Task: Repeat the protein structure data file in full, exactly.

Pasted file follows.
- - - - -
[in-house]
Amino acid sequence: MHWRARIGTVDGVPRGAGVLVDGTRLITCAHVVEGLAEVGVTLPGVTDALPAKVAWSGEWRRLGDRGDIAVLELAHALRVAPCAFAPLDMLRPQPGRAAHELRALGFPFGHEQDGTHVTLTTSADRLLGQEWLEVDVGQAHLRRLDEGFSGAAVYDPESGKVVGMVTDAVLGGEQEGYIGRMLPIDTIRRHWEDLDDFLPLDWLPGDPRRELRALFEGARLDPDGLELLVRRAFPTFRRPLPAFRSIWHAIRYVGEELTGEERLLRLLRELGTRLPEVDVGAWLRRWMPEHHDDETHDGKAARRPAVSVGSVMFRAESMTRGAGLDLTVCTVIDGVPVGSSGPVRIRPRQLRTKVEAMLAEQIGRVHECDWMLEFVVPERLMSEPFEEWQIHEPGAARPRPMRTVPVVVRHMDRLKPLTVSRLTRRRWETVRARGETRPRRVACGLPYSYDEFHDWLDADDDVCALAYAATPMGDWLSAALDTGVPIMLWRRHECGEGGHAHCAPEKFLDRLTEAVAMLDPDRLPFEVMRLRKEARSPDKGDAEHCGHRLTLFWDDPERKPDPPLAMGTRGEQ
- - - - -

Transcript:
[in-house]
Amino acid sequence: MHWRARIGTVDGVPRGAGVLVDGTRLITCAHVVEGLAEVGVTLPGVTDALPAKVAWSGEWRRLGDRGDIAVLELAHALRVAPCAFAPLDMLRPQPGRAAHELRALGFPFGHEQDGTHVTLTTSADRLLGQEWLEVDVGQAHLRRLDEGFSGAAVYDPESGKVVGMVTDAVLGGEQEGYIGRMLPIDTIRRHWEDLDDFLPLDWLPGDPRRELRALFEGARLDPDGLELLVRRAFPTFRRPLPAFRSIWHAIRYVGEELTGEERLLRLLRELGTRLPEVDVGAWLRRWMPEHHDDETHDGKAARRPAVSVGSVMFRAESMTRGAGLDLTVCTVIDGVPVGSSGPVRIRPRQLRTKVEAMLAEQIGRVHECDWMLEFVVPERLMSEPFEEWQIHEPGAARPRPMRTVPVVVRHMDRLKPLTVSRLTRRRWETVRARGETRPRRVACGLPYSYDEFHDWLDADDDVCALAYAATPMGDWLSAALDTGVPIMLWRRHECGEGGHAHCAPEKFLDRLTEAVAMLDPDRLPFEVMRLRKEARSPDKGDAEHCGHRLTLFWDDPERKPDPPLAMGTRGEQ